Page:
Week 6…In my kitchen…Sourdough…Take 2 is still alive…

Welcome to week 6 in my kitchen, The good news is my sourdough starter…Take 2…Still lives…

Chinese New Year celebrations have been in full swing …Lots of lights, Lion dances, loud music and firecrackers…Not forgetting yummy food…All will be revealed soon when I collate all my pictures.

My new favourite Coconut cream just gets better… it keeps wonderfully in the fridge for a week which is the longest and it stiffened up nicely so I am thinking it would make a nice filling for cream slices, a swiss roll or gateaux…Another project and it is healthy…Who said healthy food was boring and bland???

Papaya Salsa was my new experiment…Papaya is classed as one of the worlds healthiest foods and Christopher Columbus likened it to a fruit of the angels…In a salsa?? I made a small bowl to start and was pleasantly surprised.

I used 1 ripe tomato, a cup of papaya, 1 spring onion, a small shallot, a handful of chopped coriander and a cheek of fresh lime. Cut everything up small and mixed together…It was very nice…I would make it again but will add just a little chilli…It has to be done…haha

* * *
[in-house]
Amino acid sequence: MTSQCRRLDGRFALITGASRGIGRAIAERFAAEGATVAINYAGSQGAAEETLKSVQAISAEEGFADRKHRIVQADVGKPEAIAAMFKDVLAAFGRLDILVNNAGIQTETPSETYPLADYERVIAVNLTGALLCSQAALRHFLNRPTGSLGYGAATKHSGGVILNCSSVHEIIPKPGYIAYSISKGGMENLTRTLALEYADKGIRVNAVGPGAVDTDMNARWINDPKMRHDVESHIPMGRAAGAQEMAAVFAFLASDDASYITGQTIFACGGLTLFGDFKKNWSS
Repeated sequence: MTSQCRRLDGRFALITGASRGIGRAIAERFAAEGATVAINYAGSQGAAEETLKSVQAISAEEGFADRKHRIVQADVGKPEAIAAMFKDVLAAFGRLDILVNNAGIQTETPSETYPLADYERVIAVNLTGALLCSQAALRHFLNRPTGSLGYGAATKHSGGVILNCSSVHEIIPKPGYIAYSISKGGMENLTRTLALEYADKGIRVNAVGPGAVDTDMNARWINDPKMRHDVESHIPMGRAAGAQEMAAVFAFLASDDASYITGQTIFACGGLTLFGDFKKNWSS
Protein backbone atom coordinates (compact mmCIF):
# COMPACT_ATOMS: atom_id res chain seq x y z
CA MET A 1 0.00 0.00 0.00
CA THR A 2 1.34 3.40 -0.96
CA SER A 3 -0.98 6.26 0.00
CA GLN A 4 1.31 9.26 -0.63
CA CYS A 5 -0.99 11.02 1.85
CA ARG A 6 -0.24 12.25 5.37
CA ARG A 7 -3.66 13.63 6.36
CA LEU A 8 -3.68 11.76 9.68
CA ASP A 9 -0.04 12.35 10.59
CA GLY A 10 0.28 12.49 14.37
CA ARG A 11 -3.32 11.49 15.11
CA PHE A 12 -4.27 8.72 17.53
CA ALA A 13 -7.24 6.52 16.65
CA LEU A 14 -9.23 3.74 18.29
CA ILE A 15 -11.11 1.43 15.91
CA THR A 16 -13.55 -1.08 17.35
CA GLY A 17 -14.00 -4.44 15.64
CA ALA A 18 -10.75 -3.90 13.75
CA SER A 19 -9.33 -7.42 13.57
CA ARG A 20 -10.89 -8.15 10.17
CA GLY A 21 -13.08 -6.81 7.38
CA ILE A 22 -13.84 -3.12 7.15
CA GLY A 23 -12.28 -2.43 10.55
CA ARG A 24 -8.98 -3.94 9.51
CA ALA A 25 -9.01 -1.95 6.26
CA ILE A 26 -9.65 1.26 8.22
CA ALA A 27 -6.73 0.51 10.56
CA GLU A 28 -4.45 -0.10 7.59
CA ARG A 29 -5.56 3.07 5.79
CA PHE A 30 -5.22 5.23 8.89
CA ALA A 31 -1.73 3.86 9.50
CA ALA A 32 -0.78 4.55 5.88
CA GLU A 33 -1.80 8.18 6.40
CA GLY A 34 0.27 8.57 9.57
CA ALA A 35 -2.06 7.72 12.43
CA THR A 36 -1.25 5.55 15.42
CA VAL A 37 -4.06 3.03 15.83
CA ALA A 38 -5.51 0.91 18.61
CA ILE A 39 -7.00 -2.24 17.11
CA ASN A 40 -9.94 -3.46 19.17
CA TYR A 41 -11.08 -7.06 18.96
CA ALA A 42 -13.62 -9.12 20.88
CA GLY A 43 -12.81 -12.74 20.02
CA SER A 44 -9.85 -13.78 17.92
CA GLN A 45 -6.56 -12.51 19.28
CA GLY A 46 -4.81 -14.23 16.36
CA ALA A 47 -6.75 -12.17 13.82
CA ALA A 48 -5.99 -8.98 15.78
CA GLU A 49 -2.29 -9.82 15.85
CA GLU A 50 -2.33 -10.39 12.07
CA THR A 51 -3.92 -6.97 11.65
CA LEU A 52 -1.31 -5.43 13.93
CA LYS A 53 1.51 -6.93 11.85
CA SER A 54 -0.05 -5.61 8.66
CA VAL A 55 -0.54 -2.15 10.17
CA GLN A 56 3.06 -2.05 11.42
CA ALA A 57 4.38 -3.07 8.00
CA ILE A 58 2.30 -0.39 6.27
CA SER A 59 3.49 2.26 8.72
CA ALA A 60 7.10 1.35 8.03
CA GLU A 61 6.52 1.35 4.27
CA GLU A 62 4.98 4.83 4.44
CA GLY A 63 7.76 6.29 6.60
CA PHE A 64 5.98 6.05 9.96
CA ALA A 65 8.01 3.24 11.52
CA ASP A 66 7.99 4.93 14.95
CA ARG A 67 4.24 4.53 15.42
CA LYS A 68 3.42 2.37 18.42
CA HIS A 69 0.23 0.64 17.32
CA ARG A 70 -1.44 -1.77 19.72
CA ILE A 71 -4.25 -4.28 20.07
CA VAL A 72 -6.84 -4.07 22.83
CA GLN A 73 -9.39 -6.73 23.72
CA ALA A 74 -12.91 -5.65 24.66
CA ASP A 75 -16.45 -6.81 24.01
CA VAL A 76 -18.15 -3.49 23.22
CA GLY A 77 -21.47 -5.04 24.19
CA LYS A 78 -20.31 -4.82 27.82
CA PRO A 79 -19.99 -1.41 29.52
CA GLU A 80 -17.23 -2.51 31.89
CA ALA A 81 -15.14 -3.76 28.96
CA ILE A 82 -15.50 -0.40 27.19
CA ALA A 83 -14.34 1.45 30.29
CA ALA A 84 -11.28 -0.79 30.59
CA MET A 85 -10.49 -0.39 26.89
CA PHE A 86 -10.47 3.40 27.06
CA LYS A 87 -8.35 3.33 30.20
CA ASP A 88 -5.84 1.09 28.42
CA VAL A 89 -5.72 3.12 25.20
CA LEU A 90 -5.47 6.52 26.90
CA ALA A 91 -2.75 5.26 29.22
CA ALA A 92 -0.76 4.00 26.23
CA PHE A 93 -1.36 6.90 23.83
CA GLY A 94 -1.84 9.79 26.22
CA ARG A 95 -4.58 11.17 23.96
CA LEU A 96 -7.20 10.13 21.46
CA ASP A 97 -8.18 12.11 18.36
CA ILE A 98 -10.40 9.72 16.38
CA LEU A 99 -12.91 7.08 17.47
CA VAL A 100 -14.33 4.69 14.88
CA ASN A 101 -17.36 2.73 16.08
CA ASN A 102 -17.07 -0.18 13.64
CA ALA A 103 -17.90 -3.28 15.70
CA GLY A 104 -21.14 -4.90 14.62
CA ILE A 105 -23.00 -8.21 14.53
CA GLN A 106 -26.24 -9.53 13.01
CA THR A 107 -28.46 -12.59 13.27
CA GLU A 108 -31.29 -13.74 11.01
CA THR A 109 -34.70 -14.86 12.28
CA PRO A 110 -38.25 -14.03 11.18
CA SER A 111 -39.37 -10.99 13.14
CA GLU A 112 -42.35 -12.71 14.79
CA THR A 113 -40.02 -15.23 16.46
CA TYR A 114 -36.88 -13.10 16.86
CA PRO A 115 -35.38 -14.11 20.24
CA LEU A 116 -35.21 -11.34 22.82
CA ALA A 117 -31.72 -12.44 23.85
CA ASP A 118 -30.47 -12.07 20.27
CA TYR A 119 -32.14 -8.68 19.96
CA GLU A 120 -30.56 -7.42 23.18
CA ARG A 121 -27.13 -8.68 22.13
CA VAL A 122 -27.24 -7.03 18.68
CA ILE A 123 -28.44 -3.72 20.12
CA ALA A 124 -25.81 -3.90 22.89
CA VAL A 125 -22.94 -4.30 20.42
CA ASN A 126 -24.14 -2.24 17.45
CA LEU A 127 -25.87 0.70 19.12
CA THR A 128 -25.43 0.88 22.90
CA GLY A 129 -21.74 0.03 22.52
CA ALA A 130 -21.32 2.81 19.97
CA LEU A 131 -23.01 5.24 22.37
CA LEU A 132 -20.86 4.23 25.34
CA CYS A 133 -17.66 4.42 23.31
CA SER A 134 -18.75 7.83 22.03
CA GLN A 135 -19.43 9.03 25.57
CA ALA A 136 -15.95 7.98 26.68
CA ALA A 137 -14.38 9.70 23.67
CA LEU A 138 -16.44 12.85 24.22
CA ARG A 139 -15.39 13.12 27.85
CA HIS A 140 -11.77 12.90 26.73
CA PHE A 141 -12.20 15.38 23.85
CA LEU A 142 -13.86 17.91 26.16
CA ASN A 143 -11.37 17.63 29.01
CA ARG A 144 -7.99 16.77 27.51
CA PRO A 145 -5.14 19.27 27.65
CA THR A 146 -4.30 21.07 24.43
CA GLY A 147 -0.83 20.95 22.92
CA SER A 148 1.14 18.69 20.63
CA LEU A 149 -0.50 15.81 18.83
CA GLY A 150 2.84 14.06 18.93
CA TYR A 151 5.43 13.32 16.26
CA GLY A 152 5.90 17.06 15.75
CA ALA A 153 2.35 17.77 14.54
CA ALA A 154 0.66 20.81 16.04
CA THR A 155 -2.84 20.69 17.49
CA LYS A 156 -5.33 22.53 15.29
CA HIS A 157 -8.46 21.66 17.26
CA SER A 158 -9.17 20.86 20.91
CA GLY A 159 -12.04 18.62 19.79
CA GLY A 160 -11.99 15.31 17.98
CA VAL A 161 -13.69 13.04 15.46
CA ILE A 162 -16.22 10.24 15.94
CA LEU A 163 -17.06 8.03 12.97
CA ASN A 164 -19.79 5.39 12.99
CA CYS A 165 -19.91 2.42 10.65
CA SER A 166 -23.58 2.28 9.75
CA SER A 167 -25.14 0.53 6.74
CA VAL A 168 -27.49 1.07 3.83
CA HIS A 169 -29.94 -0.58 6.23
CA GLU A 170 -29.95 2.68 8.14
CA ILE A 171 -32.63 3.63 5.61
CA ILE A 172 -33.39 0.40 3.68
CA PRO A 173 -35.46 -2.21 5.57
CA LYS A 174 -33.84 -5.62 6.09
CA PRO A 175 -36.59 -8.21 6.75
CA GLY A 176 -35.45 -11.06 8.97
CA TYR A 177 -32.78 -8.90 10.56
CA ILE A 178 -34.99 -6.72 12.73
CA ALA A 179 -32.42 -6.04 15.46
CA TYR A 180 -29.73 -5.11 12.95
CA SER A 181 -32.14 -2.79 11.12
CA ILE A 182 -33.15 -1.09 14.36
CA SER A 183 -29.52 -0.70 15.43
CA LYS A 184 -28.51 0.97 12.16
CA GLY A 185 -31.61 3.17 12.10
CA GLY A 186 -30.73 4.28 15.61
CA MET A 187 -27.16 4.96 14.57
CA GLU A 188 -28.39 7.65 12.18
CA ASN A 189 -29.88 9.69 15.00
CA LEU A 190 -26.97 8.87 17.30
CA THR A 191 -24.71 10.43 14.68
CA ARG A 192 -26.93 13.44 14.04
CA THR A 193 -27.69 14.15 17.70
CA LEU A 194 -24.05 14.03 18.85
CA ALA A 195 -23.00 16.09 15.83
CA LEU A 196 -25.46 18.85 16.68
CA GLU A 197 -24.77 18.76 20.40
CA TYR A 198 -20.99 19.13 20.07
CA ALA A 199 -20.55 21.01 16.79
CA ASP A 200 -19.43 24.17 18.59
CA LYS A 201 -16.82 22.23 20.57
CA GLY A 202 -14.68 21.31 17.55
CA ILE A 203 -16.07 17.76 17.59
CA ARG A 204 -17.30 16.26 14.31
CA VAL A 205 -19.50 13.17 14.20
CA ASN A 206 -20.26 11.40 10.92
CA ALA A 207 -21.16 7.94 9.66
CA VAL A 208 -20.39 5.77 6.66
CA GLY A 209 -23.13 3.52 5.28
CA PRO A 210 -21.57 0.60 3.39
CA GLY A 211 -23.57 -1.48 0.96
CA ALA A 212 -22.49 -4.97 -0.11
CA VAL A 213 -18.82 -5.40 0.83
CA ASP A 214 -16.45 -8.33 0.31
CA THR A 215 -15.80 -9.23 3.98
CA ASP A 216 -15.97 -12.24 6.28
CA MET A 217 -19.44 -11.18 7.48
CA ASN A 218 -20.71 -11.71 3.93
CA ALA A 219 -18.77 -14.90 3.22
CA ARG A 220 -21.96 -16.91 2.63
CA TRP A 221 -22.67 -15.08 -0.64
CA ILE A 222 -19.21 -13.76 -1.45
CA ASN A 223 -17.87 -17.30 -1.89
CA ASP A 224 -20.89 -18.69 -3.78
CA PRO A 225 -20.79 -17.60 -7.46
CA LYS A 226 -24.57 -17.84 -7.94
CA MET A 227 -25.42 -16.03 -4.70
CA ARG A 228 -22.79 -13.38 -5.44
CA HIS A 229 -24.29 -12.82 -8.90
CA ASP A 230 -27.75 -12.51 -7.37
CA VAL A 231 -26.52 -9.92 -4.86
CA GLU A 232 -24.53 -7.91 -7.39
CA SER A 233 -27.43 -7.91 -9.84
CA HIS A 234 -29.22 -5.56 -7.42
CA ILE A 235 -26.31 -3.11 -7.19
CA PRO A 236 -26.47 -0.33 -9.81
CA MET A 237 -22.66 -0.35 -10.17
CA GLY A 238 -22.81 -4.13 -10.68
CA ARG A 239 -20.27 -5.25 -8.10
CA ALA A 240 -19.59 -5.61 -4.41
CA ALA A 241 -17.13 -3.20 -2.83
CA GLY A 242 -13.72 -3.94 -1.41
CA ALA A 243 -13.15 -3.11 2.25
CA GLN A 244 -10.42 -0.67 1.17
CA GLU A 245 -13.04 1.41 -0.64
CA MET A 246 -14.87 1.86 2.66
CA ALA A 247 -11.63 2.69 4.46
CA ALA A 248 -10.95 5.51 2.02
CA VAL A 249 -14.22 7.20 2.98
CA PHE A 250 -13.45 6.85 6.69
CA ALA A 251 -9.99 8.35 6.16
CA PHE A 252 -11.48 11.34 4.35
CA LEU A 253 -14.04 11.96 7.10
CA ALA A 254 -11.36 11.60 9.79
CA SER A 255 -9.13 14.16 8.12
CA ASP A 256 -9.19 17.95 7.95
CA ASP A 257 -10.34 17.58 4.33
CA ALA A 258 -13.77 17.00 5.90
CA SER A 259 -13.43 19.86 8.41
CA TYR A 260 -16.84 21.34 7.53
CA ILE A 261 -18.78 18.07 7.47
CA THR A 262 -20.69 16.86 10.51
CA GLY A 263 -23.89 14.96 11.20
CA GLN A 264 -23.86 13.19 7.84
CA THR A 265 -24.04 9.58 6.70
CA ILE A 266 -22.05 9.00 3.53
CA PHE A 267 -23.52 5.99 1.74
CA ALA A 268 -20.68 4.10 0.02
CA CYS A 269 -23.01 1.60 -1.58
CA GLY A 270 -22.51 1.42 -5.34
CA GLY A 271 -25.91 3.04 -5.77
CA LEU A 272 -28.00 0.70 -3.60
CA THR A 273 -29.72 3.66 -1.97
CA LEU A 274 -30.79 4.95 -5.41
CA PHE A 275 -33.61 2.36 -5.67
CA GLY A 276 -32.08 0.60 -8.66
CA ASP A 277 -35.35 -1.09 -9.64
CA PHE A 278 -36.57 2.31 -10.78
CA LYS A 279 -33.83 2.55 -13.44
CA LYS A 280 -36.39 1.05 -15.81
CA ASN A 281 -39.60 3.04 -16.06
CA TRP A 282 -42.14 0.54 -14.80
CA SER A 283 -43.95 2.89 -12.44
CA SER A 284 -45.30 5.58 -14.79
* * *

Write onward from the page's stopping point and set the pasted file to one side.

Papaya tomato onion salsa

Eaten with my flatbreads ( last weeks post) it made a lovely little snack.

This weeks curry is for those hot curry lovers...I find seafood enhances the heat of the chillies…

This lovely spicy squid curry is not for the faint-hearted even I found it a tad hot.

But if you like a bit of heat, then this is just the curry for you.

Spicy Red Curried Squid.

This recipe is for two people but it is quite easy to double up the ingredients, it is also very quick to cook so prepare all your ingredients first and then in as much time as it takes to cook your rice you will have a beautiful curry.

Ingredients:

  • 200 gm squid cleaned and cut into rectangles I normally score mine with a sharp knife( it just makes them look prettier).
  • 1 shallot sliced
  • 2 cloves of garlic crushed and chopped
  • 1 tbsp Thai red curry paste
  • 1 tomato cut into 8
  • A handful of pea eggplants( optional)
  • Sm piece of fresh ginger finely cut into slivers or cubes
  • Black pepper
  • Half tbsp of coconut oil
  • 200 ml coconut milk
  • 1/2 to 1 tbsp fish sauce.
  • Sm bunch of Thai basil

Ok…Let’s Cook!

Heat the oil in a wok until it is very hot and add garlic, shallots and curry paste, stir fry for 30 seconds.

Note: The Thai red curry paste I get is a very hot one which I get freshly made from my local market.

Add tomatoes, ginger and pea eggplants if used and stir-fry for 1 minute.

Add squid and pepper and stir-fry for a further 1 minute.

Add coconut milk and fish sauce stir well and cook on low heat for 2 minutes, stir in Thai basil.